Partnering to reduce neonatal pain
- Research Opportunity
- Honours students
- Number of Honour Places Available
- Department / Centre
- Royal Women’s Hospital
|Professor Denise Harrisonemail@example.com||0401534609||Personal web page|
Summary Breastfeeding, skin-to-skin (SSC) and very small amounts of sugar water reduce pain in healthy, sick and premature infants during painful procedures, yet research conducted around the world shows these strategies are infrequently used in clinical practice. There are no current data regarding Australian newborn pain management practices. Through an online survey, this project will ascertain current newborn pain management practices at the Royal Women's Hospital (Parkville and Sandringham campuses), ascertain perceptions of a brief healthcare provider-targeted video in promoting use of breastfeeding and SSC (https:www.youtube.comwatch?v=lpZNwP7bnkg&feature=youtu.be) and explore barriers and enablers to facilitating parents' involvement during painful neonatal procedures.
All babies require newborn screening, in their first days of life, and sick and premature babies hospitalised in neonatal intensive care units (NICU) require repeated painful needle-related procedures during their hospitalisation. These procedures cause distress for babies and parents at the time, and repeated procedures increase risk of long-term developmental difficulties. High-quality evidence shows that babies’ pain during painful needles is reduced by breastfeeding or holding babies skin-to-skin (SSC)i, or giving babies small amounts (just a drop) of sugar water to suck. However, research shows these strategies are infrequently used in clinical practice. The aim of the study is to ascertain nurses’ and midwives’ use of breastfeeding and SSC for pain management, and determine the previous viewing, use, acceptability,and potential effectiveness of the Sweet2Babies Ergonomics video.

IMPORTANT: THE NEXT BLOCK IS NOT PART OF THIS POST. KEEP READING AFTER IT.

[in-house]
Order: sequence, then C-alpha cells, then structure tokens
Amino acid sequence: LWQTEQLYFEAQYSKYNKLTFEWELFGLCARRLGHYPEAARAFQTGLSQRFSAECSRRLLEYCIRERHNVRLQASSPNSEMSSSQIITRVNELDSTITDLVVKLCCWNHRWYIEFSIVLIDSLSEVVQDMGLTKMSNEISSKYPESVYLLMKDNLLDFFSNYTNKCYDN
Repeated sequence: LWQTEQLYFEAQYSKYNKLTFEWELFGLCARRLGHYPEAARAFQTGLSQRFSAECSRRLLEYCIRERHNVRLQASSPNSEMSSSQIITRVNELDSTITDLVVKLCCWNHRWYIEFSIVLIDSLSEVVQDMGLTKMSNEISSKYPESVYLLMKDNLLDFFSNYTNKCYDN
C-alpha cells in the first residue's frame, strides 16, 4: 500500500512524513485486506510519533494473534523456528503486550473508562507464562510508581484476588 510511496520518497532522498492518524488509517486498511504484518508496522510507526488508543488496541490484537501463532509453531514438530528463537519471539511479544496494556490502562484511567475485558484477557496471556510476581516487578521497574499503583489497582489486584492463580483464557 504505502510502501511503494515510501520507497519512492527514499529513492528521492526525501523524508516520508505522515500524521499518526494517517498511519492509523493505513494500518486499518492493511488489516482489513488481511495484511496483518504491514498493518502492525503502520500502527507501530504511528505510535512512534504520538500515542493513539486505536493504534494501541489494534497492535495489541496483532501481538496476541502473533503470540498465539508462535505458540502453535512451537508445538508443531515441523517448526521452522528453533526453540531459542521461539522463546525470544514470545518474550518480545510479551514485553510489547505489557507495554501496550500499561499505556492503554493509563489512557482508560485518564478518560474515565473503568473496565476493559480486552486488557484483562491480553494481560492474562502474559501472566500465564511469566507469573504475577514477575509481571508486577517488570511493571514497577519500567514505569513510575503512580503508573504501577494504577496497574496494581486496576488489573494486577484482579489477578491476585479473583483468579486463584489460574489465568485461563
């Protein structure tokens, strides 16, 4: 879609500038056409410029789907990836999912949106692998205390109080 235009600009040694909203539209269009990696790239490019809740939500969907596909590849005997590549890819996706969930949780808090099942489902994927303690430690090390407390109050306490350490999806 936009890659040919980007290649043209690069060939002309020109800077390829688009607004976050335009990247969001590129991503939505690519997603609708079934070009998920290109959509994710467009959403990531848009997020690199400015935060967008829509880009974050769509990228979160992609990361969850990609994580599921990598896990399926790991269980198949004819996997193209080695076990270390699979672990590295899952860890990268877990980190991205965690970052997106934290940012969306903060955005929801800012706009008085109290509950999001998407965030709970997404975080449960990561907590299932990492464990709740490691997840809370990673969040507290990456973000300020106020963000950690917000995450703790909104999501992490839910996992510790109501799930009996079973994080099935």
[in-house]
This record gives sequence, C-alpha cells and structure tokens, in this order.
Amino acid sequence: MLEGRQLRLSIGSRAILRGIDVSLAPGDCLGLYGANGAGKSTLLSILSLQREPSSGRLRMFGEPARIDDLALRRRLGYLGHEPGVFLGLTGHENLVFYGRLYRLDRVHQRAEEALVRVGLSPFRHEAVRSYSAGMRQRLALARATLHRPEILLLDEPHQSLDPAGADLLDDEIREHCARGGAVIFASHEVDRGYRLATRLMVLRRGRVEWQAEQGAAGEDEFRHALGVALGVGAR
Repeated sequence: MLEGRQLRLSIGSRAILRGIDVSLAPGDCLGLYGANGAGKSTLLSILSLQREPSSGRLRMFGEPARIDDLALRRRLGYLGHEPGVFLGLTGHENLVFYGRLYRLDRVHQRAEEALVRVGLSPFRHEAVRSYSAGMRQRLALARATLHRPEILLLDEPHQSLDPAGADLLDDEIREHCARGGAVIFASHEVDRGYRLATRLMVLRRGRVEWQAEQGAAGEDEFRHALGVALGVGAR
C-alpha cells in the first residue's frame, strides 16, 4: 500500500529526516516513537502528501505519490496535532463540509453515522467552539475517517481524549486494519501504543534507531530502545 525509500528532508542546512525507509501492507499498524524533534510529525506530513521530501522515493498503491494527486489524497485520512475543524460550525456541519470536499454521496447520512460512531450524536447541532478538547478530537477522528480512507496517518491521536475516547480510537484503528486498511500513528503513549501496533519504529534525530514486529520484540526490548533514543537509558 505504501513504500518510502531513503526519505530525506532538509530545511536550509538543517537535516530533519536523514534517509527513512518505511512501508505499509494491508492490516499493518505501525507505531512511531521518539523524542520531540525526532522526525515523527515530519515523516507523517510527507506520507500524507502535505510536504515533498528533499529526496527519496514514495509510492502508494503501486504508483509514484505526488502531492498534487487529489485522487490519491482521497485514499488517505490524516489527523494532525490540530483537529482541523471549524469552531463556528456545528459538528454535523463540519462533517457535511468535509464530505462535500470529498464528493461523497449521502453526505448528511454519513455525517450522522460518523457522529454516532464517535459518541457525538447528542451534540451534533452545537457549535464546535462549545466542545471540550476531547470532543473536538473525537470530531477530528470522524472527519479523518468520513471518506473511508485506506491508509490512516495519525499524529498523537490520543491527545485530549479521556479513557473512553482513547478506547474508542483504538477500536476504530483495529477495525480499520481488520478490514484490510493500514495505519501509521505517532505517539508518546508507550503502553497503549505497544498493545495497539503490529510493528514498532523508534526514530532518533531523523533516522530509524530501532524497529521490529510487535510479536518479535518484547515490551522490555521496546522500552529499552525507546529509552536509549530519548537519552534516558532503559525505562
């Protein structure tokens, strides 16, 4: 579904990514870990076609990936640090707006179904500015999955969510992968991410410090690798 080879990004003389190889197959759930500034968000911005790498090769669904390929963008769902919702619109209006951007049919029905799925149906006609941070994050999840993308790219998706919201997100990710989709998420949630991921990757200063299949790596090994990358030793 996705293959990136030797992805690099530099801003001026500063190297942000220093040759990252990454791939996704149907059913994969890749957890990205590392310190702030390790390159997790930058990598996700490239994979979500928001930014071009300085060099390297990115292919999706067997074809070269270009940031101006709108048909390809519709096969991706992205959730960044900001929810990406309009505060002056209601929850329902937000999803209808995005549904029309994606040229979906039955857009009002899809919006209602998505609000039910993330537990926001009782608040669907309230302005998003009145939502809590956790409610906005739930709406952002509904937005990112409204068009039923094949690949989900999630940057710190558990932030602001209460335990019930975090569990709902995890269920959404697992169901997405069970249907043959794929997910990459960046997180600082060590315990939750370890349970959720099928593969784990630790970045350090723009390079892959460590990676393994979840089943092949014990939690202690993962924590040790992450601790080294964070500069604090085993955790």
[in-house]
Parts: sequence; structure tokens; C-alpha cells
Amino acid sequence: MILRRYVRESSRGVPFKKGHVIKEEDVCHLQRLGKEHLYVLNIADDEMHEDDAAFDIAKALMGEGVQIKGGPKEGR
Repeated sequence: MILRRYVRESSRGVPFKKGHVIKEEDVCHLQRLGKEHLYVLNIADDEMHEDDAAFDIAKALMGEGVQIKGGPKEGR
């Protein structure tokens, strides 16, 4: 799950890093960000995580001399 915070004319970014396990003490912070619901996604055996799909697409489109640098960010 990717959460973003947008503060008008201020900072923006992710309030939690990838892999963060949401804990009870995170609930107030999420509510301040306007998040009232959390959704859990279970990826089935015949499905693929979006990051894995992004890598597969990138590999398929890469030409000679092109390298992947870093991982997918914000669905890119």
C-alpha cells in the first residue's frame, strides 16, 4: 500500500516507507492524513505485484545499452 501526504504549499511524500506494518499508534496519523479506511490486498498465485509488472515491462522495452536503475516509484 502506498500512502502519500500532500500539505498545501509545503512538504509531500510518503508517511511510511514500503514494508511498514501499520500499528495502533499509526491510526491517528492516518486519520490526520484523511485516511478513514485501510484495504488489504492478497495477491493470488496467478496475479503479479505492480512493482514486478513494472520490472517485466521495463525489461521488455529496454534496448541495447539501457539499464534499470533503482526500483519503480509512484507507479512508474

This study will be conducted in the postnatal services and NICU at both the RWH Parkvillecampus, and Sandringham campus postnatal and special care services. Data will be collected using an online survey, with closed ended and likert scale statements. In addition, an open text comment box will allow entry of further comments, which will be analysed using inductive content analysis. This study is being conducted by the Department of Nursing, University of Melbourne, in partnership with the Royal Women's Hospital Nursing and midwifery team.
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Department / Centre
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